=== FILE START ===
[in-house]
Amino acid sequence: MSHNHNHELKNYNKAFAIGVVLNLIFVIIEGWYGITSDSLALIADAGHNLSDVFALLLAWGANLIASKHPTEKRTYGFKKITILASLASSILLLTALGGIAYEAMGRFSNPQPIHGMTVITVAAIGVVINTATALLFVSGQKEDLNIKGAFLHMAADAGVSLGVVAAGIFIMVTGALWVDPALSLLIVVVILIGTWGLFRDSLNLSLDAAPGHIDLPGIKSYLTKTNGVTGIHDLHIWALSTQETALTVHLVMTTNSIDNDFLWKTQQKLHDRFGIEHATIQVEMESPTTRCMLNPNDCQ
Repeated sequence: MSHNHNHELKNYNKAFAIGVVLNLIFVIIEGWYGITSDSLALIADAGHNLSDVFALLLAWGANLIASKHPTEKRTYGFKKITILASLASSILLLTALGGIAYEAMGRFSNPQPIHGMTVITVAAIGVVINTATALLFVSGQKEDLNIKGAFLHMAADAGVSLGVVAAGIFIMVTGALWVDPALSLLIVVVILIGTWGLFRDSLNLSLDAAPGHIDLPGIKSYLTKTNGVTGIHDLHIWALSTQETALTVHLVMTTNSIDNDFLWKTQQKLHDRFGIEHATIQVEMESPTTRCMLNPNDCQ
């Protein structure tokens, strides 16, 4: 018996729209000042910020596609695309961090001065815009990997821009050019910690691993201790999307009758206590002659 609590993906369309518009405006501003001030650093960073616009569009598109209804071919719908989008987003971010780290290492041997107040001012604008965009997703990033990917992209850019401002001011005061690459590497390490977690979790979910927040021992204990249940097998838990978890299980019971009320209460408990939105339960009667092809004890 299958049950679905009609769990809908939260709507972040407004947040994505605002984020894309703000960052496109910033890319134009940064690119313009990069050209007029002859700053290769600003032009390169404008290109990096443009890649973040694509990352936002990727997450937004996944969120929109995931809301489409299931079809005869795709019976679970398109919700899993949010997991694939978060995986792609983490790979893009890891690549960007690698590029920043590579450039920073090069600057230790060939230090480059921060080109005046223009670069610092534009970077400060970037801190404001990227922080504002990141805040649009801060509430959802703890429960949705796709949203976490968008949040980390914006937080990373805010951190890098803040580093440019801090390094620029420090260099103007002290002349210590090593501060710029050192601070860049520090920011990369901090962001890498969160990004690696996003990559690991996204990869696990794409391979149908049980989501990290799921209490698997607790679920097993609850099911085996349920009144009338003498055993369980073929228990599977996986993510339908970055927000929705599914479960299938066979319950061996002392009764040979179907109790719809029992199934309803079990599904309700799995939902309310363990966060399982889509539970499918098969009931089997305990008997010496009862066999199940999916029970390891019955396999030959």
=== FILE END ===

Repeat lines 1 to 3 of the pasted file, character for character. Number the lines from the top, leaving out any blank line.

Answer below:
[in-house]
Amino acid sequence: MSHNHNHELKNYNKAFAIGVVLNLIFVIIEGWYGITSDSLALIADAGHNLSDVFALLLAWGANLIASKHPTEKRTYGFKKITILASLASSILLLTALGGIAYEAMGRFSNPQPIHGMTVITVAAIGVVINTATALLFVSGQKEDLNIKGAFLHMAADAGVSLGVVAAGIFIMVTGALWVDPALSLLIVVVILIGTWGLFRDSLNLSLDAAPGHIDLPGIKSYLTKTNGVTGIHDLHIWALSTQETALTVHLVMTTNSIDNDFLWKTQQKLHDRFGIEHATIQVEMESPTTRCMLNPNDCQ
Repeated sequence: MSHNHNHELKNYNKAFAIGVVLNLIFVIIEGWYGITSDSLALIADAGHNLSDVFALLLAWGANLIASKHPTEKRTYGFKKITILASLASSILLLTALGGIAYEAMGRFSNPQPIHGMTVITVAAIGVVINTATALLFVSGQKEDLNIKGAFLHMAADAGVSLGVVAAGIFIMVTGALWVDPALSLLIVVVILIGTWGLFRDSLNLSLDAAPGHIDLPGIKSYLTKTNGVTGIHDLHIWALSTQETALTVHLVMTTNSIDNDFLWKTQQKLHDRFGIEHATIQVEMESPTTRCMLNPNDCQ